Interview with Ulrich Reimannn

Organisation responsible for the interview: SOSU Østjylland

Country: Denmark

Occupation: Youth education counsellor

Date of the interview: 8.05.2023

Short summary of the interview

The very young either know for sure what they want to do, or they are completely undecided. Get to know what their interests are. Start by finding out if they are interested in something within vocational education and training (we want more people in VET). Most often, they will attend Preparatory Basic Education (FGU) if they are completely undecided.

Typically, the girls go for an upper secondary education and alternatively they apply for SOSU programs. A few are interested in the “black” trades (blacksmith, carpenter, etc.), but this is only one out of many. They are often influenced by family (fathers or siblings) who are in the field.  The boys are more mixed between upper secondary and vocational education and training (EUD/EUX).

Especially the very young (16-18 year olds) are very influenced by their parents. Cooperation between youth education counsellors and parents is also important. Parents often have the last word. Parents and siblings can put pressure on them to go to upper secondary school. Parental background influences educational choices. Some may be very open about their children making educational choices other than upper secondary school, but may indirectly influence young people by talking about their own experiences.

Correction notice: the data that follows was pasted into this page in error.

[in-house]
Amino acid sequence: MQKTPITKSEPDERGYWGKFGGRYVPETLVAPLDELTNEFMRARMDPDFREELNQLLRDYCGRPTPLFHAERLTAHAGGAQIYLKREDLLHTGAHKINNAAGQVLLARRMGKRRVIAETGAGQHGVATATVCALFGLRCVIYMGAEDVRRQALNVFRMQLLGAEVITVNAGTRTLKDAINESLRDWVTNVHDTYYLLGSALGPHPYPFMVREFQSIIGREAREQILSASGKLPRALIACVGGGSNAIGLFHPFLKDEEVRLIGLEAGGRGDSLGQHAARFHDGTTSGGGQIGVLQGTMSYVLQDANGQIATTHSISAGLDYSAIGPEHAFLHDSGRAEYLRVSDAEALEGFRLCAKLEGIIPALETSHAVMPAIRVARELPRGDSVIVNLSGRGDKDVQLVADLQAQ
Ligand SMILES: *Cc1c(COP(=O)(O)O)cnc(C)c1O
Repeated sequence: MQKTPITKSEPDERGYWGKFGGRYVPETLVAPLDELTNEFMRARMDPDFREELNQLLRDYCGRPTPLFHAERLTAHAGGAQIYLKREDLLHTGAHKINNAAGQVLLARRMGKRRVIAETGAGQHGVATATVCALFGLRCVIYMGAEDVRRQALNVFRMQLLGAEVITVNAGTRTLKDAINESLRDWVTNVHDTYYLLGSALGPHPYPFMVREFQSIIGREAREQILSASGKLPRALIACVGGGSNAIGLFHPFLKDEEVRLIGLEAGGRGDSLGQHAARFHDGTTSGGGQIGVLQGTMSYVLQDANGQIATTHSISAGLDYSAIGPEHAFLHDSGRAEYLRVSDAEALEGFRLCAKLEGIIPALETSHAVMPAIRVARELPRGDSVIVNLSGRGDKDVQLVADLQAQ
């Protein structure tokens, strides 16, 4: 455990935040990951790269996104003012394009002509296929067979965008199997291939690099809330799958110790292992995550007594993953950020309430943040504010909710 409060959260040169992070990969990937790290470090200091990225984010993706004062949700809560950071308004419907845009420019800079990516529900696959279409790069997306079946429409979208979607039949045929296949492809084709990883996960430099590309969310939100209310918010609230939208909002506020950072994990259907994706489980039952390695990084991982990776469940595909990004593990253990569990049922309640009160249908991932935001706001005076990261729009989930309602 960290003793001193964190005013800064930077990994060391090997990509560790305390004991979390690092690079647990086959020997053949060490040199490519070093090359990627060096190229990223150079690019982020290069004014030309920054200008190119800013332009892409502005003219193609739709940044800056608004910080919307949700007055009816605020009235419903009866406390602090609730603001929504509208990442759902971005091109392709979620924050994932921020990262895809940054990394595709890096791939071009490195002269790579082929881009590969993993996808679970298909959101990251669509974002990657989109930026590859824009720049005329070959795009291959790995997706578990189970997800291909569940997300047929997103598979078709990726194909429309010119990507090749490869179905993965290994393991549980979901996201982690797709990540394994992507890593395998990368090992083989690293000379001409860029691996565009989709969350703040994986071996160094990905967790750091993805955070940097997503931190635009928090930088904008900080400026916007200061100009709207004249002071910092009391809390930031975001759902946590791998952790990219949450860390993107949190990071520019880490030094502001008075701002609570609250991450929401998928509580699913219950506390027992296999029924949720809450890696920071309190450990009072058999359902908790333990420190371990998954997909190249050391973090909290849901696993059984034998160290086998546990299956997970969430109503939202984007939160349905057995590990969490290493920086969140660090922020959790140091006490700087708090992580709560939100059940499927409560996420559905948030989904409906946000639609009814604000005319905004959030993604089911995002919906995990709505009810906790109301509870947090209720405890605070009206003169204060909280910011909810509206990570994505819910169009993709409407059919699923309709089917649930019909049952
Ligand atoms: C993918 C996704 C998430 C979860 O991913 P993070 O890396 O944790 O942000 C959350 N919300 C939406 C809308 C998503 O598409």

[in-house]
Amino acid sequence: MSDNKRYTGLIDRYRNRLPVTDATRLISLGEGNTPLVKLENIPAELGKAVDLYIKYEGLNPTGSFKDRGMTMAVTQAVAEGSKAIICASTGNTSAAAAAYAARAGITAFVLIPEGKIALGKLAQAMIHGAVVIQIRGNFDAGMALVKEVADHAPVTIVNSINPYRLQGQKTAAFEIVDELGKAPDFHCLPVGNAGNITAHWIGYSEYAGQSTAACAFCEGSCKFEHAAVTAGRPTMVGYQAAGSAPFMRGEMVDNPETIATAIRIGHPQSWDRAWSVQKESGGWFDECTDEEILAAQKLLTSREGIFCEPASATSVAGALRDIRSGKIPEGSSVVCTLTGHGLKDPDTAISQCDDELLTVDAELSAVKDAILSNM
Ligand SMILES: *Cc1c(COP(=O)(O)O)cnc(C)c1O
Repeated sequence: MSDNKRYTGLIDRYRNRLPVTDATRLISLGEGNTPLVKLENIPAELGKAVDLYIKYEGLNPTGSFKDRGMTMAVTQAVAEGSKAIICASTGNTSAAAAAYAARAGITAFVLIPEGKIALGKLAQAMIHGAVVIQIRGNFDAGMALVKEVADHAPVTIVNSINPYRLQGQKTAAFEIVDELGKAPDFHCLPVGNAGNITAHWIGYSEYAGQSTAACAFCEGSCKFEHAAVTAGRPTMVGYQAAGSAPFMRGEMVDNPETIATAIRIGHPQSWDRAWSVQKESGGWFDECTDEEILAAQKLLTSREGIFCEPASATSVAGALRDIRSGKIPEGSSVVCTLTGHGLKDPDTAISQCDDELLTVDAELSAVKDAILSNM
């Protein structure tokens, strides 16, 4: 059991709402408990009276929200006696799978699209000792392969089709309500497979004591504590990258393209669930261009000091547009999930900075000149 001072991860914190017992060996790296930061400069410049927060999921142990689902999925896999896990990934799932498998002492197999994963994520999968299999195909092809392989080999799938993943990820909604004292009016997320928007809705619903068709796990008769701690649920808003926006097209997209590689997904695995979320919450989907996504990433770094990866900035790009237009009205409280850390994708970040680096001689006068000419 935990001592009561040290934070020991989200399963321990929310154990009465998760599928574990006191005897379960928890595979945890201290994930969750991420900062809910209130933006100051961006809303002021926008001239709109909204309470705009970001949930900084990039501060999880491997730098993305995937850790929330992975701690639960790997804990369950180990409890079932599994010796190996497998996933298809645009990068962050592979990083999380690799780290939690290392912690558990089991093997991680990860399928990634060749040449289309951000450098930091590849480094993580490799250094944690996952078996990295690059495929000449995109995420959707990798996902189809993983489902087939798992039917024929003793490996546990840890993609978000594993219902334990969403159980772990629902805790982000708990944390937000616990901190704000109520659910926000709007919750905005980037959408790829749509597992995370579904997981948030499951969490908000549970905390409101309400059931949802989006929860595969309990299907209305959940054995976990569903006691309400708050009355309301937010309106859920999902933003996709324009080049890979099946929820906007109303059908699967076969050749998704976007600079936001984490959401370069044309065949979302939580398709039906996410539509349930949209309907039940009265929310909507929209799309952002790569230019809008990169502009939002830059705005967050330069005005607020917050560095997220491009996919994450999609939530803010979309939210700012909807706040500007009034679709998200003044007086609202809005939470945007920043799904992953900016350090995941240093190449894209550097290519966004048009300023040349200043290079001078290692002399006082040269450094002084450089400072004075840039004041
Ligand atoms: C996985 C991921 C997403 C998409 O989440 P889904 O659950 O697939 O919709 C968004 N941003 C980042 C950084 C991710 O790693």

Some of the general prejudices we hear are that girls don’t have the physical strength, they can’t do the same things. Some apprenticeships can be a bit lukewarm towards female trainees – it’s a bit of a “hassle”. Another prejudice is a more girls have a “caring gene” than boys, which is why more girls apply for careers in social work and nursing.

Statements of utmost importance – top statements/ information

Identifying prejudices and challenging them? Youth to youth – role model programs. This can change young people’s prejudices. The good ambassadors lead to young people becoming interested in the different programs that the ambassadors represent.